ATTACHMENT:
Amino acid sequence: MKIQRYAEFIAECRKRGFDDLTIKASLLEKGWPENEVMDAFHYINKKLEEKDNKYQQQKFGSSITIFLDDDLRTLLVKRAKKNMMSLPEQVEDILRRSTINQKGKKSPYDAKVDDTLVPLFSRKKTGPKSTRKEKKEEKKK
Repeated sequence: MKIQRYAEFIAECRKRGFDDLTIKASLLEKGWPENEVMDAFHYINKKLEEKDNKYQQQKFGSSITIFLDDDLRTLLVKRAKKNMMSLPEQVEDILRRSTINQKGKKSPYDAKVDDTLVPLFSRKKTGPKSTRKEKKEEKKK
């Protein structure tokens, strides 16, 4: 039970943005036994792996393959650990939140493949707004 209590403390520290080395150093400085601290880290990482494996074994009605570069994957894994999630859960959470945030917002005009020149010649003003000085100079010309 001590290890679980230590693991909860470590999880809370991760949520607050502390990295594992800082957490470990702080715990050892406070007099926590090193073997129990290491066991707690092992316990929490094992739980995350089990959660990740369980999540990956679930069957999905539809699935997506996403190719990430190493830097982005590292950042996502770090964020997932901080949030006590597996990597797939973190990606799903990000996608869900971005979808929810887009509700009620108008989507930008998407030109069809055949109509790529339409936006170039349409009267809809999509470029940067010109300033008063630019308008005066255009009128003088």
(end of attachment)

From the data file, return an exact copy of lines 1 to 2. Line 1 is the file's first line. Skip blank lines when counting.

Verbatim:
Amino acid sequence: MKIQRYAEFIAECRKRGFDDLTIKASLLEKGWPENEVMDAFHYINKKLEEKDNKYQQQKFGSSITIFLDDDLRTLLVKRAKKNMMSLPEQVEDILRRSTINQKGKKSPYDAKVDDTLVPLFSRKKTGPKSTRKEKKEEKKK
Repeated sequence: MKIQRYAEFIAECRKRGFDDLTIKASLLEKGWPENEVMDAFHYINKKLEEKDNKYQQQKFGSSITIFLDDDLRTLLVKRAKKNMMSLPEQVEDILRRSTINQKGKKSPYDAKVDDTLVPLFSRKKTGPKSTRKEKKEEKKK